Johan van der Keuken

Brass Unbound, 1993

Johan van der Keuken’s sublime and exhilarating riff on the city symphony and musical documentary, Brass Unbound is a thoughtful, infectiously engaging, and complexly resonant exposition on the transformative evolution of the ceremonial brass band throughout post-colonial societies from tools of enslavement and imperialism, to instruments of cultural celebration and personal expression. The film ingeniously… read more »

The Mask, 1989

Set against the bicentennial commemoration of the French Revolution and the drafting of the Declaration of the Rights of Man, Johan van der Keuken’s The Mask is a relevant, provocative, and bracing exposition on the contemporary social representation of the ideals of the 1789 revolution – liberty, equality, and fraternity – at a particularly transformative… read more »

The Eye Above the Well, 1988

On the surface, photographer turned filmmaker Johan van der Keuken’s selection of an ancient Indian folktale narration that opens and concludes The Eye Above the Well is a curious one. Recounting the tale of a man suspended precariously from a tree branch above a snake-infested dried-up well who, in moments before an inescapable, horrific death,… read more »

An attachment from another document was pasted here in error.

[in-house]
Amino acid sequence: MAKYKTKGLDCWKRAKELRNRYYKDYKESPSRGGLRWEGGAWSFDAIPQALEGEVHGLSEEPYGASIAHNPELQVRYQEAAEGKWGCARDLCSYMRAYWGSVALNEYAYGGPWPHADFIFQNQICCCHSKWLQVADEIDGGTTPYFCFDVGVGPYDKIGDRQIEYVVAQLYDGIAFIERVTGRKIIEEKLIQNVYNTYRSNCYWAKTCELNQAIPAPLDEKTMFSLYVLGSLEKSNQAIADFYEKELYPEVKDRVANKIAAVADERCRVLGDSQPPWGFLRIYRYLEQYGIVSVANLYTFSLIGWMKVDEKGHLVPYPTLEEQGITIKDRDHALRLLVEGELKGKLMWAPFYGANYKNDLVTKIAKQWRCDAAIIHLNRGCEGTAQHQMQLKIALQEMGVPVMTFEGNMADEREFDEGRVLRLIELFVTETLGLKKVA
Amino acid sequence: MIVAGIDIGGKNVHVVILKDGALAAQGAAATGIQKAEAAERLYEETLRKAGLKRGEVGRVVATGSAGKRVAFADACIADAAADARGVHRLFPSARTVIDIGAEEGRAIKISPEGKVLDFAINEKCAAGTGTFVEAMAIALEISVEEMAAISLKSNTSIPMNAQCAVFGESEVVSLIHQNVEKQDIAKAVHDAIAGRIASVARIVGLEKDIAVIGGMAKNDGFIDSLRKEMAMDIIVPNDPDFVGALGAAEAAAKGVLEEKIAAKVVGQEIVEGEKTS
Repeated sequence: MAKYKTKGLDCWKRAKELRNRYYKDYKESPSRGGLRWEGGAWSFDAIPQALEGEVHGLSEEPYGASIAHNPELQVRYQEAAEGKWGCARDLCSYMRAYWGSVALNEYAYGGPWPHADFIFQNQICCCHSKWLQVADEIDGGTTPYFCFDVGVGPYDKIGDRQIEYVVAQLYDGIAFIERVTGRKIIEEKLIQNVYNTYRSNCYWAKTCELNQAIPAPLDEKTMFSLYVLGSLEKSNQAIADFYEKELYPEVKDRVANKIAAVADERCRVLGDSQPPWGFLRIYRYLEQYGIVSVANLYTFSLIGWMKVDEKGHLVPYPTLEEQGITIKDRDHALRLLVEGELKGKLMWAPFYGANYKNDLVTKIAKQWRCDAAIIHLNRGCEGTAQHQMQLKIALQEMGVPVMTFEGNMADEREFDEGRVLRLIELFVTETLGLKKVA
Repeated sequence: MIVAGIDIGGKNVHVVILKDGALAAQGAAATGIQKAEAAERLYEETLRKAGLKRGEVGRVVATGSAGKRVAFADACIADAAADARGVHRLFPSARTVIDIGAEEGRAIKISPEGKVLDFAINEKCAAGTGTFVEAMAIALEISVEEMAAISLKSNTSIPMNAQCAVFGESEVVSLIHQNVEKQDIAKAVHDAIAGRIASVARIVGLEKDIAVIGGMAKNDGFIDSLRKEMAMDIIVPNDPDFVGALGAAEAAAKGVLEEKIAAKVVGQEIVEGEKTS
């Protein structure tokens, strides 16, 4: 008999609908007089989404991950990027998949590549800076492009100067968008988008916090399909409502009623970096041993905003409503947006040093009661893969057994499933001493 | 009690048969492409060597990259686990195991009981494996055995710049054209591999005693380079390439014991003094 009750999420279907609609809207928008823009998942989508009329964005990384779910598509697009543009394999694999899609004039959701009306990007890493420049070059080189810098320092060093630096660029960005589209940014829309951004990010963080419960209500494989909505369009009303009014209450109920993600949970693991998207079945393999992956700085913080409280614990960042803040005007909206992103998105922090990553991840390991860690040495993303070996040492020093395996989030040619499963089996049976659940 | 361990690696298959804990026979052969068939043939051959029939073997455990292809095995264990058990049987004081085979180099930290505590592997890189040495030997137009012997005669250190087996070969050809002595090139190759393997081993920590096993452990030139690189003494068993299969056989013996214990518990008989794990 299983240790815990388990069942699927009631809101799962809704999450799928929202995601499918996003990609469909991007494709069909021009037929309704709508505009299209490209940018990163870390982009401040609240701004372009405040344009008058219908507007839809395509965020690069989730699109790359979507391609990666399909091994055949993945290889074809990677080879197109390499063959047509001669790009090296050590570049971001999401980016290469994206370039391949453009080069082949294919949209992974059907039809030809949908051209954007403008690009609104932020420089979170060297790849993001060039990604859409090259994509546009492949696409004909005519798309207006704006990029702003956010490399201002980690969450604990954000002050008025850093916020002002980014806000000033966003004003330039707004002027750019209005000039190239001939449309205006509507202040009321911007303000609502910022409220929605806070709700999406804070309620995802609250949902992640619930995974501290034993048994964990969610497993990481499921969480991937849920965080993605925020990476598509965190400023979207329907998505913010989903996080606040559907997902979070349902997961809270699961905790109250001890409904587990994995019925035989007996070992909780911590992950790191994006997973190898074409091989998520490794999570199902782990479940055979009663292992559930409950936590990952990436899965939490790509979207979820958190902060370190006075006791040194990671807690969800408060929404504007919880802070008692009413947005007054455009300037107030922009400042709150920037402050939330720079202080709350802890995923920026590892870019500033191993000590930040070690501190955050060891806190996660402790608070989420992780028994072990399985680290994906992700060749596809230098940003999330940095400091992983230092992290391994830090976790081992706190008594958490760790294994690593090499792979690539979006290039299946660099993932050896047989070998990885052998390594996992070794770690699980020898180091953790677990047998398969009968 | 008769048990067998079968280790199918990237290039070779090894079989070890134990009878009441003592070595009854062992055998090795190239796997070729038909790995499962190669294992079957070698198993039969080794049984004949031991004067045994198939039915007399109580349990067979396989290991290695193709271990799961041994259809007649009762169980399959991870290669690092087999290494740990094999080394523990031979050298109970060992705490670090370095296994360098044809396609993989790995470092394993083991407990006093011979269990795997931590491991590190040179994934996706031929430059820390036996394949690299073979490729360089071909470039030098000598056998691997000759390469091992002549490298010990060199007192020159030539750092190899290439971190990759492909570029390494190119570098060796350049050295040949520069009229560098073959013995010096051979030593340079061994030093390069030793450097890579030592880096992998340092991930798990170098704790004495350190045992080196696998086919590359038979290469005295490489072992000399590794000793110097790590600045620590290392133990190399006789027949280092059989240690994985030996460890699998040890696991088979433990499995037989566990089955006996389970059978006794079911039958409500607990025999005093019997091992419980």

I Love Dollar, 1986

Filmed in 1984-85 in an era of Reaganomics, a spiraling U.S. national debt, an unresolved energy crisis, a politically stabilizing Brazilian recession, and an unprecedented Asian high tech economic boom led by Hong Kong, Johan van der Keuken’s I Love Dollar is an ingeniously conceived, cohesively organic, and provocative exposition into the circulation and financial… read more »

The Way South, 1980-81

The coronation of Queen Beatrix on the eve of May Day in 1980 provides a salient point of departure for Johan van der Keuken’s The Way South, a cultural interrogation into the intertwined sociopolitical landscape of immigration, dislocation, underprivilege, and class division. Continuing on the prevailing theme of economic disparity between the continental north and… read more »

Springtime: Three Portraits, 1976

A muted, yet provocative composition on the changing face of the labor movement – or more appropriately, its immobility – in Western Europe in the 1970s, Johan van der Keuken’s Springtime: Three Portraits articulates the struggle of the working class under the protracted climate of an austere, stagnant global economy (stemming in part from the… read more »